Janssen v. Celltrion: A Misstep in the BPCIA Patent Dance
March 8, 2017
Last week, a federal judge in Boston answered a question of first impression arising under the patent dispute resolution provisions of the Biological Price Competition and Innovation Act (“BPCIA”), a process commonly known as the “patent dance.” The BPCIA limits a patentee’s damages to a reasonable royalty if an infringement suit was filed more than 30 days after the end of the information-exchange process. Does this limitation apply when the applicant has chosen not to complete the various steps in the dance?
In Janssen v. Celltrion, Celltrion had moved for summary judgment alleging that Janssen lacked standing due to a failure to join all the owners of the patent. The patent is directed to a manufacturing process that allegedly covers the manufacture of the biosimilar product. In its decision, the court provided guidance on whether, if the pending cases were dismissed without prejudice for lack of standing and a new case were thereafter brought, Janssen would be limited to a reasonable royalty for any proven infringement.
In this case, the court ruled that Janssen could seek lost profits, in addition to a reasonable royalty, because Celltrion did not engage in the required “good-faith” negotiation to develop a list of patents to be asserted in the first phase of BPCIA litigation. The court’s order emphasizes the importance of complying with the BPCIA’s patent dance, noting that “the Biologics Act lays out a step-by-step process for exchanging information and channeling litigation about patents relevant to the application.” The BPCIA further states that the parties “shall” engage in “good-faith negotiations” and “shall” engage in the specified dispute resolution procedure if those negotiations fail. The court construed “shall” to mean that “the alleged infringer must comply with each step in the BPCIA process in order to limit the patentee to a reasonable royalty if it does not sue within 30 days of the end of that process.” As the court explained, it is only the patents that emerge from the prescribed negotiation that “are subject to the reasonable royalty damages limitation.”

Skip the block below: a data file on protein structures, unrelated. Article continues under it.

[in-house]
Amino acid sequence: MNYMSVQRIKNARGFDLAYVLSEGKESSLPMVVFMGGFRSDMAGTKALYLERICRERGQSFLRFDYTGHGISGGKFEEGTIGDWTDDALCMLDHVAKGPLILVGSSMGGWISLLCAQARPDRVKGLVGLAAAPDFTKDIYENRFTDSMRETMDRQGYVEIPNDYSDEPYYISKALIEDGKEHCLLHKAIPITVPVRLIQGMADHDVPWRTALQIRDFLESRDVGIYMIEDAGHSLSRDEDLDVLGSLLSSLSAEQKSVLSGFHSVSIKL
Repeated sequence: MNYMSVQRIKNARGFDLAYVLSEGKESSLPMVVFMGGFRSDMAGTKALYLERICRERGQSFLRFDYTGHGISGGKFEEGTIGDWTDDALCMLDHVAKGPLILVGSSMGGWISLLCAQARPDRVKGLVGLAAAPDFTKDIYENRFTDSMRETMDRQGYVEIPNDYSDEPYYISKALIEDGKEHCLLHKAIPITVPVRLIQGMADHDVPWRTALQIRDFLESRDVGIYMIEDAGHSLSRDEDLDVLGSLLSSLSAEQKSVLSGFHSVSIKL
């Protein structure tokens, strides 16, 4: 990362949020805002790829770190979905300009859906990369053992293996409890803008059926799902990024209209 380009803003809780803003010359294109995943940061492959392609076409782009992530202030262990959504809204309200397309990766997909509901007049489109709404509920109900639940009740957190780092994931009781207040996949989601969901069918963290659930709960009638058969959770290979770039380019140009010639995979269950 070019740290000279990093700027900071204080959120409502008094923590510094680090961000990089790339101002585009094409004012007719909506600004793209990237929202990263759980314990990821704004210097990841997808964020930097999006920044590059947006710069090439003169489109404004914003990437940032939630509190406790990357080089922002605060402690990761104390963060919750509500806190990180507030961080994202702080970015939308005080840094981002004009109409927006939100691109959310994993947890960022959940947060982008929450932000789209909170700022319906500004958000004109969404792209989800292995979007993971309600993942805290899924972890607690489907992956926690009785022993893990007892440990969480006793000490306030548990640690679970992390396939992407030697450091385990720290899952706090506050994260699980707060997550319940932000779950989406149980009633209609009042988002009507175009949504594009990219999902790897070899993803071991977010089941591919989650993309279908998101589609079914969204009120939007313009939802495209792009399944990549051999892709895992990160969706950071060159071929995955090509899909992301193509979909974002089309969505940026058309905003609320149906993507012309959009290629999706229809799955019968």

The interpretation of “shall” in other provisions of the BPCIA is currently the subject of separate litigation and much debate. On April 26, 2017, the Supreme Court will hear arguments in Amgen v. Sandoz on whether the term “shall provide” is mandatory or optional in another BPCIA information-exchange provision. Sandoz has argued that a biosimilar applicant can choose to engage in the BPCIA’s patent dispute resolution procedures, but cannot be compelled to do so. The Supreme Court will also construe a related provision of the BPCIA to determine whether a biosimilar applicant is required, under all circumstances, to give the sponsor a “notice of commercial marketing” not later than 180 days before the applicant begins commercial marketing.